A stalling mechanism is sometimes employed to account for timing differences between a slower peripheral bus and a faster processor or memory bus. Stall cycles can therefore occur within a particular phase of the processor bus pipeline, and particularly in the snoop phase. Modern processor buses, such as the a PentiumŽ Pro bus employes numerous phases: arbitration, request, error, snoop, response, and data transfer.
Stalling, however, does not by itself draw one transaction ahead of another in the pipeline of the processor bus. A deferral mechanism is therefore used for the purpose of allowing a more critical transaction to proceed to completion through the various phases ahead of an earlier-placed transaction (i.e., a transaction placed into the pipeline ahead of the more critical transaction). The transaction being deferred is therefore said to be set aside in favor of a transaction which needs to be serviced quickly.
For example, in an attempt to immediately service requests to faster local memory (i.e., system memory of substantially contiguous semiconductor memory space), modern processor bus architecture allow memory request cycles to be completed upon the processor bus ahead of cycles to the peripheral bus. This means that peripheral-destined cycles which may be snoop stalled are deferred to allow faster, memory-destined cycles to be drawn from the in-order queue of the pipeline ahead of the slower, deferred peripheral-destined cycles. The deferred cycle must, however, be re-initiated at a later time beginning at the first phase (i.e., arbitration phase) of the processor pipeline. Many clock cycles are then needed to again place the deferred transaction back into the snoop phase. Associated with each deferral, a processor bus clocking penalty must be paid for each deferral operation.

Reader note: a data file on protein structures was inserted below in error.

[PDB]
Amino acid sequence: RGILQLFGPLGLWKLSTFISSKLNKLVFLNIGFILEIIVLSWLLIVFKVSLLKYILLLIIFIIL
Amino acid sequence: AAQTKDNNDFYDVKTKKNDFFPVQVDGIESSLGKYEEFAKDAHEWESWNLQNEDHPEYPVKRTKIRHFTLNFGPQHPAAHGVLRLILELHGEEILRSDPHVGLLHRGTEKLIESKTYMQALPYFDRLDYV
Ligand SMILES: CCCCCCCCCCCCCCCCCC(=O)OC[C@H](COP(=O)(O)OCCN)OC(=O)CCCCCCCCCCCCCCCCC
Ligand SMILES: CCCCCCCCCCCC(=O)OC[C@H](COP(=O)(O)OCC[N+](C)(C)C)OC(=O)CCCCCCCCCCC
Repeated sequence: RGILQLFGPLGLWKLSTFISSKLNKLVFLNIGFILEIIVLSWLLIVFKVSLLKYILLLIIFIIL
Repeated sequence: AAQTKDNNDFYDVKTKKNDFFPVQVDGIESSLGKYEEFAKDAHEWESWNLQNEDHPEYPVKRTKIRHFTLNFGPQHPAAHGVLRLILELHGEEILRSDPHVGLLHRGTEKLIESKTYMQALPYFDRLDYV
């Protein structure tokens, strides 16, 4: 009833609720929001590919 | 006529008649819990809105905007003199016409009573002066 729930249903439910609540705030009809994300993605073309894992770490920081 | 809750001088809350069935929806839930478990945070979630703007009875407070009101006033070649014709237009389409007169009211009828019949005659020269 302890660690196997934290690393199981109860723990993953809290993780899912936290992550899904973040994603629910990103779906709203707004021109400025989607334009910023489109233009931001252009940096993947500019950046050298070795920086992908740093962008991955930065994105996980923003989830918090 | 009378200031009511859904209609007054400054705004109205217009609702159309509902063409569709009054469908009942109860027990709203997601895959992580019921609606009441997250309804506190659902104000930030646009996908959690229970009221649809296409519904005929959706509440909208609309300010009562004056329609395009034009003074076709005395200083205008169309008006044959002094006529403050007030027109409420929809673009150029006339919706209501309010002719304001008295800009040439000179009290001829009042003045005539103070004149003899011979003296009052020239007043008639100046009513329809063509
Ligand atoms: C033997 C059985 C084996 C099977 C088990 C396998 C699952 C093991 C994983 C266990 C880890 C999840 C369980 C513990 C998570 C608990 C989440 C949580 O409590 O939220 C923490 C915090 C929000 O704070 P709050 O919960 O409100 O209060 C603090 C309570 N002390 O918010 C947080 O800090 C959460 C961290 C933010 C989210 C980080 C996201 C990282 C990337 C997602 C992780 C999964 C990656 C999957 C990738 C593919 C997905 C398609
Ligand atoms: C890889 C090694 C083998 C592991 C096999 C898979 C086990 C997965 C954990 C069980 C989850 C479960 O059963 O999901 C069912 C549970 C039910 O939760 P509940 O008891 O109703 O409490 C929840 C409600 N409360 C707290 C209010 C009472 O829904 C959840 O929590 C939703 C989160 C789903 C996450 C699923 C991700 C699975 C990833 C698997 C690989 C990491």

An advantage arises if the number of snoop stall cycles and deferred cycles can be minimized. A bus interface unit which can possibly forward memory request cycles without having to snoop stall immediately preceding peripheral request cycles would be a significant improvement to the conventional snoop stall routine. The benefit of dispatching memory requests as soon as possible, and dispatching peripheral requests whenever the peripheral bus or peripheral data is available, proves advantageous as a tool for optimizing the processor bus bandwidth and memory accesses. A bus interface unit which can minimize snoop stall without necessarily having to pay the burdensome penalty of cycle deferral would pose an important advancement over conventional bus interface unit architecture.
The problems outlined above are in large part solved by an improved bus interface unit hereof. The present bus interface unit can dispatch memory-destined request cycles (memory request cycles) concurrent with peripheral-destined request cycles (peripheral request cycles). In this manner, peripheral request cycles can be immediately sent if the peripheral bus is clear or peripheral data is available. Also important is the benefit of transferring a memory request cycle to system memory so that the processor optimally receives instructions or data stored therein.